Reality… Mom’s father died when she was 19, succumbing to a congenital heart condition that had left him an invalid for several years.  Mom adored her father, a man who loved to play with his children, who enjoyed good times with friends, parties, good music.  When he died, not only did his light leave Mom’s life, so did the happy times.  Her totally self-absorbed mother moved Mom & Aunt Betty, who was just 18, into their grandfather’s strict Methodist household.  Mom had no template for a normal family – the one she had formed, working for a family as nanny & dear companion to the children, was destroyed when the couple unexpectedly divorced.

Dad didn’t fare any better.  He was an only child – his mother was rh neg back when that couldn’t be treated;  all her subsequent children died at birth or soon after.  When Dad was in his early teens, his mother was again pregnant – and carrying the grief of knowing her husband had a mistress.  The New Year’s Eve before her death, she & Dad waited up for “Gar” to be home to see the new year in, as he’d promised;  to the end of his life, Dad remembered his mother’s tears.  The baby died soon after birth, as did my grandmother days later.  Dad’s father subsequently married his mistress.  When Dad was given his choice of where to go for prep school, he narrowed his choices to Haverford or Harrisburg Academy, choosing the later because there would be no expectation of him coming home over weekends.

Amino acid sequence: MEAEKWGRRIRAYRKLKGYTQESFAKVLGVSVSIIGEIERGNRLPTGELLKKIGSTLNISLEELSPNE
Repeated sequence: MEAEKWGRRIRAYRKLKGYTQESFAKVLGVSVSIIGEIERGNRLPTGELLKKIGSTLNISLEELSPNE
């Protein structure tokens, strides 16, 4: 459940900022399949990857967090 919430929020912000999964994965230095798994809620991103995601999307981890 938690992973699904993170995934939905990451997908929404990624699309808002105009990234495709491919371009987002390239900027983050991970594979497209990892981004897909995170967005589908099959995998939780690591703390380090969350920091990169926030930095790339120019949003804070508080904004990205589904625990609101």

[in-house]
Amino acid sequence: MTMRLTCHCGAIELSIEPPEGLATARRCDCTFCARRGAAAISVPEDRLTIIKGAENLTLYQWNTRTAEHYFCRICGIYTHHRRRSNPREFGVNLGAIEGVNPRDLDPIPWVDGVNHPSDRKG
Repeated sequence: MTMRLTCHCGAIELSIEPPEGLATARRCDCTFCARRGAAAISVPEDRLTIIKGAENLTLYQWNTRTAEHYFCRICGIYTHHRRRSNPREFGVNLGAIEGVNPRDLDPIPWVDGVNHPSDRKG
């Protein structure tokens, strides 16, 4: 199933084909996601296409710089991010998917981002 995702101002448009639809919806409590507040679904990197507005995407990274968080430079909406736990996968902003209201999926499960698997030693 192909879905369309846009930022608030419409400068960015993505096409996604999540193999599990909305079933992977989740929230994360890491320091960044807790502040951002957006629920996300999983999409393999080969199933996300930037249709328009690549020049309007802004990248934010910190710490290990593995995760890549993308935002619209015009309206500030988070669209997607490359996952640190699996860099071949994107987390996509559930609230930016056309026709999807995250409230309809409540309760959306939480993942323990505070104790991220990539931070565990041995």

When Mom & Dad found each other, a whole new reality became possible for each of them.  Dad did what he thought a truly good father should – he loved our mother, was faithful & true to her.  Mom was the image of what she believed was a good mother – keeping house, being supportive of her husband & her children’s #1 cheerleader.  In one way, they were not typical at all of their era.  Looped-out crazy about each other, they were open about being eager lovers to the end; in a stab at lightness in a dark time, Mom said the grave stone should say, “They did it till he died.”

Recalling when, within four months, their youngest son was killed & the lumber yard where Dad was a company officer burned down, leaving him without an income, Mom said she & Dad were lucky – “Tragedy can draw a couple together or tear them apart;  we were blessed to be the former.”  But what brought them together did terrible damage to the family, who only once discussed the impact of Ian’s death on each & all of us – in a meeting in the late 1990s, forty years later, and that was commenting on the fact the Ian was brought up but never the tragedy, never its aftermath.